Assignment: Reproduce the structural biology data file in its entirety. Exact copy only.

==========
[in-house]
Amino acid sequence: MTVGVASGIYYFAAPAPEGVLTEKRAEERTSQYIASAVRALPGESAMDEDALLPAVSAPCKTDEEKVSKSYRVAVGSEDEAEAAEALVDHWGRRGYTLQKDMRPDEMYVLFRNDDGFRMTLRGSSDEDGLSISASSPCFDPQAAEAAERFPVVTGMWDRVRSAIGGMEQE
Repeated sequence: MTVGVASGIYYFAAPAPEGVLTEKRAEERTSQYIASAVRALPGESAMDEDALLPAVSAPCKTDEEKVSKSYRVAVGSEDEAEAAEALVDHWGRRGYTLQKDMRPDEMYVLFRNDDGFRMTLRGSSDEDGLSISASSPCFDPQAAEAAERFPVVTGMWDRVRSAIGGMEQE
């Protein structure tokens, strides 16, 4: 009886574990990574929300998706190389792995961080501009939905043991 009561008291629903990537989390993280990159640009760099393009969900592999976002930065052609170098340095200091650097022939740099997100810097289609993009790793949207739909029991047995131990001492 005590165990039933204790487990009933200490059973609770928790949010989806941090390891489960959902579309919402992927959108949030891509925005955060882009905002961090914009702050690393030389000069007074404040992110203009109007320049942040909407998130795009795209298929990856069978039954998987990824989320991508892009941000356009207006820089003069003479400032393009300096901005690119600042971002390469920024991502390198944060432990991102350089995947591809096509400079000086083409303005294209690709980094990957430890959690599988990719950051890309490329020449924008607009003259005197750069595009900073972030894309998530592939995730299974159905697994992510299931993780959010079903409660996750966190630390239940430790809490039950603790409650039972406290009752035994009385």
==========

[in-house]
Amino acid sequence: MTVGVASGIYYFAAPAPEGVLTEKRAEERTSQYIASAVRALPGESAMDEDALLPAVSAPCKTDEEKVSKSYRVAVGSEDEAEAAEALVDHWGRRGYTLQKDMRPDEMYVLFRNDDGFRMTLRGSSDEDGLSISASSPCFDPQAAEAAERFPVVTGMWDRVRSAIGGMEQE
Repeated sequence: MTVGVASGIYYFAAPAPEGVLTEKRAEERTSQYIASAVRALPGESAMDEDALLPAVSAPCKTDEEKVSKSYRVAVGSEDEAEAAEALVDHWGRRGYTLQKDMRPDEMYVLFRNDDGFRMTLRGSSDEDGLSISASSPCFDPQAAEAAERFPVVTGMWDRVRSAIGGMEQE
């Protein structure tokens, strides 16, 4: 009886574990990574929300998706190389792995961080501009939905043991 009561008291629903990537989390993280990159640009760099393009969900592999976002930065052609170098340095200091650097022939740099997100810097289609993009790793949207739909029991047995131990001492 005590165990039933204790487990009933200490059973609770928790949010989806941090390891489960959902579309919402992927959108949030891509925005955060882009905002961090914009702050690393030389000069007074404040992110203009109007320049942040909407998130795009795209298929990856069978039954998987990824989320991508892009941000356009207006820089003069003479400032393009300096901005690119600042971002390469920024991502390198944060432990991102350089995947591809096509400079000086083409303005294209690709980094990957430890959690599988990719950051890309490329020449924008607009003259005197750069595009900073972030894309998530592939995730299974159905697994992510299931993780959010079903409660996750966190630390239940430790809490039950603790409650039972406290009752035994009385």